An Exergy Analysis of Biological Energy Conversion

Ozturk M.

ENERGY SOURCES PART A-RECOVERY UTILIZATION AND ENVIRONMENTAL EFFECTS, vol.34, no.21, pp.1974-1983, 2012 (SCI-Expanded) identifier identifier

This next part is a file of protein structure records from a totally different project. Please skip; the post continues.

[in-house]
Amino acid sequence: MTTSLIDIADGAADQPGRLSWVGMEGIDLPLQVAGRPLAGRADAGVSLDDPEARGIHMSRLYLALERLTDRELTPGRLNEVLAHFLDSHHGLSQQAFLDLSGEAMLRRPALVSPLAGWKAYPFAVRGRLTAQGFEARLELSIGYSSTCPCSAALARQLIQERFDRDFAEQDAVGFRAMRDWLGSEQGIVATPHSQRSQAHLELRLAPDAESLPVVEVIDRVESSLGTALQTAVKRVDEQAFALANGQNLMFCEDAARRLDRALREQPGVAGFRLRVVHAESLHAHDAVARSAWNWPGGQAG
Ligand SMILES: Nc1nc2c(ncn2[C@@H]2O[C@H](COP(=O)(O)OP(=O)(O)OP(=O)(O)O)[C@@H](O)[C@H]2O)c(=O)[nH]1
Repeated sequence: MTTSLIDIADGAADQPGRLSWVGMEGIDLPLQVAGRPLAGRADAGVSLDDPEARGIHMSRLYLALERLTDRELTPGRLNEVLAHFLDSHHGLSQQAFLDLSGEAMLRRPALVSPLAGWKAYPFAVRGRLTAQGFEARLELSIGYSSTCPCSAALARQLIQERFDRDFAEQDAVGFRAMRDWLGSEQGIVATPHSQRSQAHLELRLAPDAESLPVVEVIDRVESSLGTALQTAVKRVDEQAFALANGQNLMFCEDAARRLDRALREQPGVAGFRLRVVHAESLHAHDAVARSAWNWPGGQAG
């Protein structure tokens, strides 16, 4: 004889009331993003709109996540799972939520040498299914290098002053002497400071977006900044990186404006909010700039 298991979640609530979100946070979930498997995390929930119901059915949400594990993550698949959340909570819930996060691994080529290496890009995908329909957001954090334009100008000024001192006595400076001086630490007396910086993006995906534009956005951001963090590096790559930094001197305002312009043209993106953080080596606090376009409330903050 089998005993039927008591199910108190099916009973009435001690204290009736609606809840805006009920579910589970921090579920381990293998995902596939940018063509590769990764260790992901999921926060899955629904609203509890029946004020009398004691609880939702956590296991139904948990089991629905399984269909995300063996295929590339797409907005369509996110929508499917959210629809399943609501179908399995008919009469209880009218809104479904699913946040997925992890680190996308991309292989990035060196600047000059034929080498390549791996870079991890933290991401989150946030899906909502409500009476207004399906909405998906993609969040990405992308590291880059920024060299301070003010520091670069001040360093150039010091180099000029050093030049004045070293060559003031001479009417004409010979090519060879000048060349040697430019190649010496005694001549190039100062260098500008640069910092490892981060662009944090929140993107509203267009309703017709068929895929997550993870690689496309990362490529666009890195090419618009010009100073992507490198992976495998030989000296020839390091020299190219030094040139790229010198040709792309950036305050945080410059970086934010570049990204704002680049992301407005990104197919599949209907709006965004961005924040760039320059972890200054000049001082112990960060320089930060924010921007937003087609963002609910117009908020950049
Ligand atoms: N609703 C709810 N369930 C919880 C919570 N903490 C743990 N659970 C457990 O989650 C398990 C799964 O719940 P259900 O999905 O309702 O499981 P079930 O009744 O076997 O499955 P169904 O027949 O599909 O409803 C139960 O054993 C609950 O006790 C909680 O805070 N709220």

Great portions of the world's exergy requirements come from solar energy. In addition, green plants can be viewed as biological energy conversion processes in which exergy from solar energy is converted into chemical energy by chlorophyll using water and carbon dioxide. In this article, exergy analysis of biological energy conversion and a comparative study of four photosynthetic pathways are presented. This comparison is made by using the thermal efficiency of light to chemical energy conversion and derived simple thermal efficiency. Non sulfur purple bacteria and non sulfur green bacteria from the others have the best thermodynamic performance. The rate of lost work consists of photochemical reaction, respiration, and thermal absorption of radiation. According to calculated lost work components or equivalently, the available work or exergy lost, the photochemical process accounting for the work lost has the highest rate. Apparently, chemical reactions taking place inside the system are higher entropy producers than material or energy transport between the leaf and its environment.